Besides having the problem of a large student loan, many college graduates face the fact that there aren’t enough jobs for their majors, especially, journalism, political science, and law. But it’s worse than a job shortfall. A “useless” degree makes finding on the job training or an apprenticeship for a skilled trade tougher. Why would a Diebold shop hire a sociology major?
Outside of solid business and economics departments, what percentage of current students know much about personal finance, classical economics or investments? Many qualified commentators opine that if personal finance was taught in college, half the students would quit.
What if the reader has a superior IQ, a S.T.E.M. major, and a part-time job? What if the reader is willing to work 60 hour weeks in their Summer vacations? Transitioning to the real world should be much easier.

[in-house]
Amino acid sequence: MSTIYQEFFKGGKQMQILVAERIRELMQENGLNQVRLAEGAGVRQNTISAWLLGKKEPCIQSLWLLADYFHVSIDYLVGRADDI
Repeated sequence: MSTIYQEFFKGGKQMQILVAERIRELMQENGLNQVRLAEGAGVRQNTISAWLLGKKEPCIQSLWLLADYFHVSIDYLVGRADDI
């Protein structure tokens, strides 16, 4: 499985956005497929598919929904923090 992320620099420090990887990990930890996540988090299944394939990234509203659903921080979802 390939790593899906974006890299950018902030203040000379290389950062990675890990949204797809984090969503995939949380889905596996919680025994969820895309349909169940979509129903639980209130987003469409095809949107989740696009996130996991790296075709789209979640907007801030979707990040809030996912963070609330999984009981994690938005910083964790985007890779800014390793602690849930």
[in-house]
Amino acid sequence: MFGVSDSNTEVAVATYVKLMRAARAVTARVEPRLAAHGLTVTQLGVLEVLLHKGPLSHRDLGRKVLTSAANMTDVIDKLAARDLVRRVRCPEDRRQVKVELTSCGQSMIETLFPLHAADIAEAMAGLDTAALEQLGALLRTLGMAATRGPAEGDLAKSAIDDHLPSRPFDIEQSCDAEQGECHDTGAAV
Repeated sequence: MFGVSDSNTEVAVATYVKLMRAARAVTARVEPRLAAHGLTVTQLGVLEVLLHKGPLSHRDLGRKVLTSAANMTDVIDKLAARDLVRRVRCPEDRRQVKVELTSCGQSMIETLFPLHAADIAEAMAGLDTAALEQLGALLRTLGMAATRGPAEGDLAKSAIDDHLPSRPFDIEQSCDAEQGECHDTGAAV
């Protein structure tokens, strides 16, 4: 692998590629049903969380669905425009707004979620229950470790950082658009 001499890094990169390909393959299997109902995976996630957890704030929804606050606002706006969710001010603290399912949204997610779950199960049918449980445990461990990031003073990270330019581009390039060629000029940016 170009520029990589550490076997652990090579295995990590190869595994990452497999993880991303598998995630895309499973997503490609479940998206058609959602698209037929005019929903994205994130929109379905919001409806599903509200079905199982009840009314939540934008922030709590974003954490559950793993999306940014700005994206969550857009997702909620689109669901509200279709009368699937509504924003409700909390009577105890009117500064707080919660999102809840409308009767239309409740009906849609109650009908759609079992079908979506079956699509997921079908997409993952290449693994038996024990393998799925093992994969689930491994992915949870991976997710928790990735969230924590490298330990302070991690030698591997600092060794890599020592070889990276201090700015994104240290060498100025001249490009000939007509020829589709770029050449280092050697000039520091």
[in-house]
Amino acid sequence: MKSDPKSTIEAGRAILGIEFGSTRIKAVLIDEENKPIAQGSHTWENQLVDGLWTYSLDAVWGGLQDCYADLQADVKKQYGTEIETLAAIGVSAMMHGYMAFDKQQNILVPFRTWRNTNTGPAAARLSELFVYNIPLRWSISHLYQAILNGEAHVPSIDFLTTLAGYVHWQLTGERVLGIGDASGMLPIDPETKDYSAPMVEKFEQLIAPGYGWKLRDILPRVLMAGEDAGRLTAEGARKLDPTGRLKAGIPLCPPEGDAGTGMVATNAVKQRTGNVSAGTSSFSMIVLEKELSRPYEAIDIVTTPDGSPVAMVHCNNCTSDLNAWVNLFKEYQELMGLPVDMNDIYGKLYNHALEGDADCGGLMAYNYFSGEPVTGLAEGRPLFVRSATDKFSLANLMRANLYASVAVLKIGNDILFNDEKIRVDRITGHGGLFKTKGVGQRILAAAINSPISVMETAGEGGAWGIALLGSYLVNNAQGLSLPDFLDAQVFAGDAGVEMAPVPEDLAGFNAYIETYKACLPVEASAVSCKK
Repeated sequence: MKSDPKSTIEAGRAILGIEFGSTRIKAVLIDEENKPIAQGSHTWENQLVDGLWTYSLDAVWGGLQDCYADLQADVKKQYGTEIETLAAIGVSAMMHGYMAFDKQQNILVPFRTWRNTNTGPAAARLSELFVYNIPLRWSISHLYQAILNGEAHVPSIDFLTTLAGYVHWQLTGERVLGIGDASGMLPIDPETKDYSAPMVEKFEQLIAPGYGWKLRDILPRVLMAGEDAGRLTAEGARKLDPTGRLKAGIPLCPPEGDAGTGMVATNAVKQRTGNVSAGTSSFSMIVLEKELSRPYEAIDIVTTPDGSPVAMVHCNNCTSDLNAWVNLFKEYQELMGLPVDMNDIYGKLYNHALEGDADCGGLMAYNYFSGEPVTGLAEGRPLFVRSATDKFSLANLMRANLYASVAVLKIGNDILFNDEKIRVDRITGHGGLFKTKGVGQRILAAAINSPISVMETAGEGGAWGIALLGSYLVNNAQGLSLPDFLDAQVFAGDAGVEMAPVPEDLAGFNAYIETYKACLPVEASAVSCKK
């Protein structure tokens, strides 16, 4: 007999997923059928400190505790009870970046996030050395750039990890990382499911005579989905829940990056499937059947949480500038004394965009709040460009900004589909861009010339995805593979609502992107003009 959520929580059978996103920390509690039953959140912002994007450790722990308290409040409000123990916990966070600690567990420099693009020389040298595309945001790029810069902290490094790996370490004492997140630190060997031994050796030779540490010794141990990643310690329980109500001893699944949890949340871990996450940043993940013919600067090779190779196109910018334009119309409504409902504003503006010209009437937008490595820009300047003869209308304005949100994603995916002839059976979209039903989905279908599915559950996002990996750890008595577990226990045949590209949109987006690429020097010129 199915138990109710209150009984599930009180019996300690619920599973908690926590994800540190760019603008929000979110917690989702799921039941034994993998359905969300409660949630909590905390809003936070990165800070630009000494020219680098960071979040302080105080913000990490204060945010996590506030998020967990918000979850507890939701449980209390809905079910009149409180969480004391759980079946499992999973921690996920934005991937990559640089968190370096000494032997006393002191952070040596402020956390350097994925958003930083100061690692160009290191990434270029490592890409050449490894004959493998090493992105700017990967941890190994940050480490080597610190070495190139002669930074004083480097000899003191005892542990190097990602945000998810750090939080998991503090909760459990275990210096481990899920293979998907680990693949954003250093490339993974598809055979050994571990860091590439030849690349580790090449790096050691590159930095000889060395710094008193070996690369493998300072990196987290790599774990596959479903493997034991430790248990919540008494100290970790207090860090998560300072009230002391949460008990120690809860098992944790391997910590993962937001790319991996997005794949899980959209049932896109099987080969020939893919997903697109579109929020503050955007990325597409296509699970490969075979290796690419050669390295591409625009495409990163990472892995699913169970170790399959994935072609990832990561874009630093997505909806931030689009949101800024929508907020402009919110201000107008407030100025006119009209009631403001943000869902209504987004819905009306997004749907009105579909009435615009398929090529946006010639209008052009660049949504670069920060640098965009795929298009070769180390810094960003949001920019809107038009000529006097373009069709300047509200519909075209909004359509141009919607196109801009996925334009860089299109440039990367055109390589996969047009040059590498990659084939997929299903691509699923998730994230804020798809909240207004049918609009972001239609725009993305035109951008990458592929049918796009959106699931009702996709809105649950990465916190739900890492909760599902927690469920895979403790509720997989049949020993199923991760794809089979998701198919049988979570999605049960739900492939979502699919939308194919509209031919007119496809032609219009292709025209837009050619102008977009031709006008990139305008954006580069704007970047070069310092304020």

Sure, low-income graduates can get income-based loan repayment plans. But the interest will accrue every month until the graduate’s monthly payment amount exceed the monthly interest. Loan payments could have been invested in an IRA.
Choosing an easy major or a seemingly worthwhile major with a high total price tag is counterproductive, if prosperity is the desired outcome.
There are alternatives to college which could lead to a rewarding career. For example, one can:
- Read any business, economics, or computer science book.
- As Sean Parker said, “You can Google your education.”
- There are thousands of how-to videos on YouTube.
- You can go to a reputable trade school.
You can learn every aspect of your employer’s business, like a grocery store or auto parts shop.
You can read The Black Book of Communism or any book at home for the price. Or you can ask to be allowed to read it for “credit” at a college for $1500 tuition, be responsible for a campus “pee-in,” and be the talk of the “concerned” campus diversity officer and staff.
Kidding aside, this blogger’s opinion is that there is an education bubble that puts even worthwhile degrees out of reach. In conclusion, even if you have a scholarship or if your parents pay your tuition, my advice is that you work and take the most useful courses.
And as one Presidential candidate says, “Do your own research outside of class.”